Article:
The fundamental reality of the church is that we are different, but part of the same family. We are one in Jesus. If we define ourselves by our cultural nuances (age, race, income level, gender, music styles) and personal spiritual tastes, and if we allow these things to become the reasons why we do not “feel comfortable” or “happy” in a church, does this not lead us to divide from people who don’t have similar preferences?
The church is not a place defined by spiritual preferences of individuals, but by diverse people coming together under one Lord. It seems to me that St. Paul would be rolling in his grave if he heard how some of us talk about the finicky reasons we decided not to attend church.
Is it possible what we want from church is not what we need? Maybe we, like the culture around us, want a spiritual experience that fits our unique shape. But what we really need is a spirituality that rubs against our radical individualism. Maybe we need to get out of our cultural bubbles filled with folks just like us and bump and grind with a more diverse body. And maybe we need to commit to journeying with them.
In my church there is a man named Charlie who routinely shows up to church unshaven (not in a homeless-hipster way, just in a homeless way), and emanating body odour. He also drinks too much. Sometimes there is wine offered after the Sunday service and I notice he always goes for seconds. Charlie is not firing on all cylinders, and the fact that he has usually had a bit to drink before attending the service means he is not the greatest conversation partner, to say the least.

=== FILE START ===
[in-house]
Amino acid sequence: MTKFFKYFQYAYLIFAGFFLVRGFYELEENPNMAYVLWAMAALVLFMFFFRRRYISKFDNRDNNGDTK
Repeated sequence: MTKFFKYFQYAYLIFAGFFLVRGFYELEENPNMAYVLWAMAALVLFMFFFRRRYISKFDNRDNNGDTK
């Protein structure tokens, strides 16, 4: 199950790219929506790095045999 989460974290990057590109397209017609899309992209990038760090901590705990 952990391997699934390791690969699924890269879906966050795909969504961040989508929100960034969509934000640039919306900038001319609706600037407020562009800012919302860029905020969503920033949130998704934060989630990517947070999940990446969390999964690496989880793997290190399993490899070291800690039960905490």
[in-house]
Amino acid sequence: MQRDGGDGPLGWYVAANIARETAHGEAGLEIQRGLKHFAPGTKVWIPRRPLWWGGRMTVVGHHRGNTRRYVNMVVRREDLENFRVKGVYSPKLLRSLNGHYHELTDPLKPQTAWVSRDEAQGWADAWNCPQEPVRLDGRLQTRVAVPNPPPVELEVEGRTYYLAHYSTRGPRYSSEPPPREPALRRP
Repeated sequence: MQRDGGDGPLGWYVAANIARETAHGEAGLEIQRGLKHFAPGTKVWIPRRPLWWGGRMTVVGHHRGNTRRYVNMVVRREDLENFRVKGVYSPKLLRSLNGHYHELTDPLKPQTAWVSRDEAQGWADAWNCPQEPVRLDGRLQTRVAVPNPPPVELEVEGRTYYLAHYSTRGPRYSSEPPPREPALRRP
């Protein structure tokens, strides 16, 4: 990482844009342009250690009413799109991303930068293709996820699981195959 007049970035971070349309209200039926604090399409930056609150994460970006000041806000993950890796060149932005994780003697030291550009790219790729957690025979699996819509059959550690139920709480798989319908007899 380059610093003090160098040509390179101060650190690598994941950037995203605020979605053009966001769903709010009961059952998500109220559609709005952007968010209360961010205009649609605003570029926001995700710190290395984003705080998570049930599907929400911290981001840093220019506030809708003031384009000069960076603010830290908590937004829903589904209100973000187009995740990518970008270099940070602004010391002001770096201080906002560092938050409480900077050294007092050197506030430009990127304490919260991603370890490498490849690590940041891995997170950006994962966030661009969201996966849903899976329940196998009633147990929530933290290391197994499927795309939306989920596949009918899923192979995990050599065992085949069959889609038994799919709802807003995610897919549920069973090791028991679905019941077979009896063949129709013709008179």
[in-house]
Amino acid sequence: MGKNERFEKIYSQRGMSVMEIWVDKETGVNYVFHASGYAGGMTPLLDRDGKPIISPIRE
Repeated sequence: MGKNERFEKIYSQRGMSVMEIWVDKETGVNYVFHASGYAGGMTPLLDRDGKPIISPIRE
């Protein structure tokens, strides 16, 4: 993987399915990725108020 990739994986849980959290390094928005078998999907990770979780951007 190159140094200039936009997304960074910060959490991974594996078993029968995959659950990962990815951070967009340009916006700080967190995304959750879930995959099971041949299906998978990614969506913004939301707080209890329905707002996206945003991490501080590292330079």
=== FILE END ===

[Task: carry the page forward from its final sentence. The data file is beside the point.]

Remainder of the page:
Charlie is the guy in the church who I would feel much more comfortable avoiding. I would rather chat to the people who are just like me, taking Ellen-style group selfies and telling inside jokes. But the truth is that what I need most is not people like me. To become more like Jesus, I need Charlie. I need to feel the selfish pride welling up within me when I look down on Charlie for the things he has done in his life. In the deepest parts of me I need to feel that sinful urge to walk away when Charlie comes close. I need to bump up against Charlie to better understand the depths of sinfulness in my own heart.
This is the kind of radical community that happens in Christ’s church. We cross cultural boundaries and embrace each other in the name of Jesus, and in the process we are changed. Christianity, in many ways, offends our post-modern notions of “choose your own adventure” spirituality. It calls us out of ourselves. It calls us to others.
If I was able to “choose my own adventure,” I surely wouldn’t bring Charlie along. But, this adventure is not about me, it’s about us; and fundamentally it is about the work that Jesus is doing to make one humanity out of the many nations on earth.
Photo (Flickr CC) by Nathan Penlington.